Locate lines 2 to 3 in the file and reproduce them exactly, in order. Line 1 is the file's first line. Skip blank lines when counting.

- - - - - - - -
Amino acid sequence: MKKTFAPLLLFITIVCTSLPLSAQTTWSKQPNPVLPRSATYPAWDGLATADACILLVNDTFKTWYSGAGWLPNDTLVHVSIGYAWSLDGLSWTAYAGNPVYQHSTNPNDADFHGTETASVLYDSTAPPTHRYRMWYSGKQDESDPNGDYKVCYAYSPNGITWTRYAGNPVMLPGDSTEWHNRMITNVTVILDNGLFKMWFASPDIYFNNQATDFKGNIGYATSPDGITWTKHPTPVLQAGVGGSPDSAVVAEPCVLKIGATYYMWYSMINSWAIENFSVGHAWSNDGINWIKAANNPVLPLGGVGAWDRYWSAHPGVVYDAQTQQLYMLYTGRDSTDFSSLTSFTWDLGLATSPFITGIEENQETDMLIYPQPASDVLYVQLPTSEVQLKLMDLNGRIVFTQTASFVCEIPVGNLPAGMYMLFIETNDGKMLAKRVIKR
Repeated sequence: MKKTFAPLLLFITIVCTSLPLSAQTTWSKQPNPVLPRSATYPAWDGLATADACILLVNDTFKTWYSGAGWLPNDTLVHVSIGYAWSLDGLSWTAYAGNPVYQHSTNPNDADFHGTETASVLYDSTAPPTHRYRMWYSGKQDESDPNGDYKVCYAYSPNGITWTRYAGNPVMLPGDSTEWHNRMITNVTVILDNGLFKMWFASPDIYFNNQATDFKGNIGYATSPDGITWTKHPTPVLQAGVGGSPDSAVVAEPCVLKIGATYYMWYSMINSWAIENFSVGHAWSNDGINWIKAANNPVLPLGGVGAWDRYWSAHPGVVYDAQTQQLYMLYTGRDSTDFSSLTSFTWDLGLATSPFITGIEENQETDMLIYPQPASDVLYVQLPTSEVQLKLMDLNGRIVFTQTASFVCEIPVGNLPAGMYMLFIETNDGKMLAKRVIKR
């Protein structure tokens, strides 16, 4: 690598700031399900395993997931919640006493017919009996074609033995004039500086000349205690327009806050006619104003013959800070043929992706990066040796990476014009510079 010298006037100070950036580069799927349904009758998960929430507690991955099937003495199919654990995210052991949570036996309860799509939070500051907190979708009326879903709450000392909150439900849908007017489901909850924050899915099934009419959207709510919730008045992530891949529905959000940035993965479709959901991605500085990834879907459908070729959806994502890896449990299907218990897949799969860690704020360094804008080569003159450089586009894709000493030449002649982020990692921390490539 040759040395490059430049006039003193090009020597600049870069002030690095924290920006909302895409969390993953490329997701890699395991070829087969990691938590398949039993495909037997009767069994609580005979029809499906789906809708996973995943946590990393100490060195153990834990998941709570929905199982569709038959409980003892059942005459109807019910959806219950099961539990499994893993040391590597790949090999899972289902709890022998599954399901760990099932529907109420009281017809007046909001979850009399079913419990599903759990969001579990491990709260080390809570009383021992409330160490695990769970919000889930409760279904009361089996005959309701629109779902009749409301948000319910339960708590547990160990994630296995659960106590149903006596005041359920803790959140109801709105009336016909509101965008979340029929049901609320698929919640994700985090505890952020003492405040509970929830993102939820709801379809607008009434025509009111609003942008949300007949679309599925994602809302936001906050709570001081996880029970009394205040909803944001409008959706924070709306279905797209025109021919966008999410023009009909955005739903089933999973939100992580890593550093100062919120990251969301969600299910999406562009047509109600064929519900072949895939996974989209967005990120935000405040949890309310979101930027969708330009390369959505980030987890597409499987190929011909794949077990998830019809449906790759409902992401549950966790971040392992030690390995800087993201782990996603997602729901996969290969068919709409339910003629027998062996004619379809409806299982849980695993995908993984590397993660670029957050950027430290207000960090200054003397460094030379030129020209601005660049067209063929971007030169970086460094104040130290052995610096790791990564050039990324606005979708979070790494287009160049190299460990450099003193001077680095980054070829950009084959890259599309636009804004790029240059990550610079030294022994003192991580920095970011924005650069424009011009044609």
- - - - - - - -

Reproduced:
Repeated sequence: MKKTFAPLLLFITIVCTSLPLSAQTTWSKQPNPVLPRSATYPAWDGLATADACILLVNDTFKTWYSGAGWLPNDTLVHVSIGYAWSLDGLSWTAYAGNPVYQHSTNPNDADFHGTETASVLYDSTAPPTHRYRMWYSGKQDESDPNGDYKVCYAYSPNGITWTRYAGNPVMLPGDSTEWHNRMITNVTVILDNGLFKMWFASPDIYFNNQATDFKGNIGYATSPDGITWTKHPTPVLQAGVGGSPDSAVVAEPCVLKIGATYYMWYSMINSWAIENFSVGHAWSNDGINWIKAANNPVLPLGGVGAWDRYWSAHPGVVYDAQTQQLYMLYTGRDSTDFSSLTSFTWDLGLATSPFITGIEENQETDMLIYPQPASDVLYVQLPTSEVQLKLMDLNGRIVFTQTASFVCEIPVGNLPAGMYMLFIETNDGKMLAKRVIKR
């Protein structure tokens, strides 16, 4: 690598700031399900395993997931919640006493017919009996074609033995004039500086000349205690327009806050006619104003013959800070043929992706990066040796990476014009510079 010298006037100070950036580069799927349904009758998960929430507690991955099937003495199919654990995210052991949570036996309860799509939070500051907190979708009326879903709450000392909150439900849908007017489901909850924050899915099934009419959207709510919730008045992530891949529905959000940035993965479709959901991605500085990834879907459908070729959806994502890896449990299907218990897949799969860690704020360094804008080569003159450089586009894709000493030449002649982020990692921390490539 040759040395490059430049006039003193090009020597600049870069002030690095924290920006909302895409969390993953490329997701890699395991070829087969990691938590398949039993495909037997009767069994609580005979029809499906789906809708996973995943946590990393100490060195153990834990998941709570929905199982569709038959409980003892059942005459109807019910959806219950099961539990499994893993040391590597790949090999899972289902709890022998599954399901760990099932529907109420009281017809007046909001979850009399079913419990599903759990969001579990491990709260080390809570009383021992409330160490695990769970919000889930409760279904009361089996005959309701629109779902009749409301948000319910339960708590547990160990994630296995659960106590149903006596005041359920803790959140109801709105009336016909509101965008979340029929049901609320698929919640994700985090505890952020003492405040509970929830993102939820709801379809607008009434025509009111609003942008949300007949679309599925994602809302936001906050709570001081996880029970009394205040909803944001409008959706924070709306279905797209025109021919966008999410023009009909955005739903089933999973939100992580890593550093100062919120990251969301969600299910999406562009047509109600064929519900072949895939996974989209967005990120935000405040949890309310979101930027969708330009390369959505980030987890597409499987190929011909794949077990998830019809449906790759409902992401549950966790971040392992030690390995800087993201782990996603997602729901996969290969068919709409339910003629027998062996004619379809409806299982849980695993995908993984590397993660670029957050950027430290207000960090200054003397460094030379030129020209601005660049067209063929971007030169970086460094104040130290052995610096790791990564050039990324606005979708979070790494287009160049190299460990450099003193001077680095980054070829950009084959890259599309636009804004790029240059990550610079030294022994003192991580920095970011924005650069424009011009044609």